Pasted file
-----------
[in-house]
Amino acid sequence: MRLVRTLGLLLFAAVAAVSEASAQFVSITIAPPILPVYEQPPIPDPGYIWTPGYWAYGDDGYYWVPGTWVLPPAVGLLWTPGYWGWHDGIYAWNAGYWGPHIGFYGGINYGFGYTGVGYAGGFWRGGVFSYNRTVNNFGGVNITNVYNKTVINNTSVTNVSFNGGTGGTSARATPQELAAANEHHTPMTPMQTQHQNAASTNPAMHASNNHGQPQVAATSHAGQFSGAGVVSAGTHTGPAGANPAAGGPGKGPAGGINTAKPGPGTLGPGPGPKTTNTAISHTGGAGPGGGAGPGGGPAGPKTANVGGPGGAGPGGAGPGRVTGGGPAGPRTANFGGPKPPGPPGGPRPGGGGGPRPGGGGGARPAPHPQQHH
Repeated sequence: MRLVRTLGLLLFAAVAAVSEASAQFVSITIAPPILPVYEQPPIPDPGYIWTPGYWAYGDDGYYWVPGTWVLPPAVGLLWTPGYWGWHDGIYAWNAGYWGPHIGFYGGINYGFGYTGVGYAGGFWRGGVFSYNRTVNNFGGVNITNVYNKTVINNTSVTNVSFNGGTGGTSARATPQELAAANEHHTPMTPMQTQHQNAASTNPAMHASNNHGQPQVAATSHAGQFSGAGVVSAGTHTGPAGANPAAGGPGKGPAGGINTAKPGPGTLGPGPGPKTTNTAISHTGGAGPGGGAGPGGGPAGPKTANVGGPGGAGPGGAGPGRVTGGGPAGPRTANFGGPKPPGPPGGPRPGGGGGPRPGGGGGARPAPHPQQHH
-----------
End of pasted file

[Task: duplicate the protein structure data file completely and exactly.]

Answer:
[in-house]
Amino acid sequence: MRLVRTLGLLLFAAVAAVSEASAQFVSITIAPPILPVYEQPPIPDPGYIWTPGYWAYGDDGYYWVPGTWVLPPAVGLLWTPGYWGWHDGIYAWNAGYWGPHIGFYGGINYGFGYTGVGYAGGFWRGGVFSYNRTVNNFGGVNITNVYNKTVINNTSVTNVSFNGGTGGTSARATPQELAAANEHHTPMTPMQTQHQNAASTNPAMHASNNHGQPQVAATSHAGQFSGAGVVSAGTHTGPAGANPAAGGPGKGPAGGINTAKPGPGTLGPGPGPKTTNTAISHTGGAGPGGGAGPGGGPAGPKTANVGGPGGAGPGGAGPGRVTGGGPAGPRTANFGGPKPPGPPGGPRPGGGGGPRPGGGGGARPAPHPQQHH
Repeated sequence: MRLVRTLGLLLFAAVAAVSEASAQFVSITIAPPILPVYEQPPIPDPGYIWTPGYWAYGDDGYYWVPGTWVLPPAVGLLWTPGYWGWHDGIYAWNAGYWGPHIGFYGGINYGFGYTGVGYAGGFWRGGVFSYNRTVNNFGGVNITNVYNKTVINNTSVTNVSFNGGTGGTSARATPQELAAANEHHTPMTPMQTQHQNAASTNPAMHASNNHGQPQVAATSHAGQFSGAGVVSAGTHTGPAGANPAAGGPGKGPAGGINTAKPGPGTLGPGPGPKTTNTAISHTGGAGPGGGAGPGGGPAGPKTANVGGPGGAGPGGAGPGRVTGGGPAGPRTANFGGPKPPGPPGGPRPGGGGGPRPGGGGGARPAPHPQQHH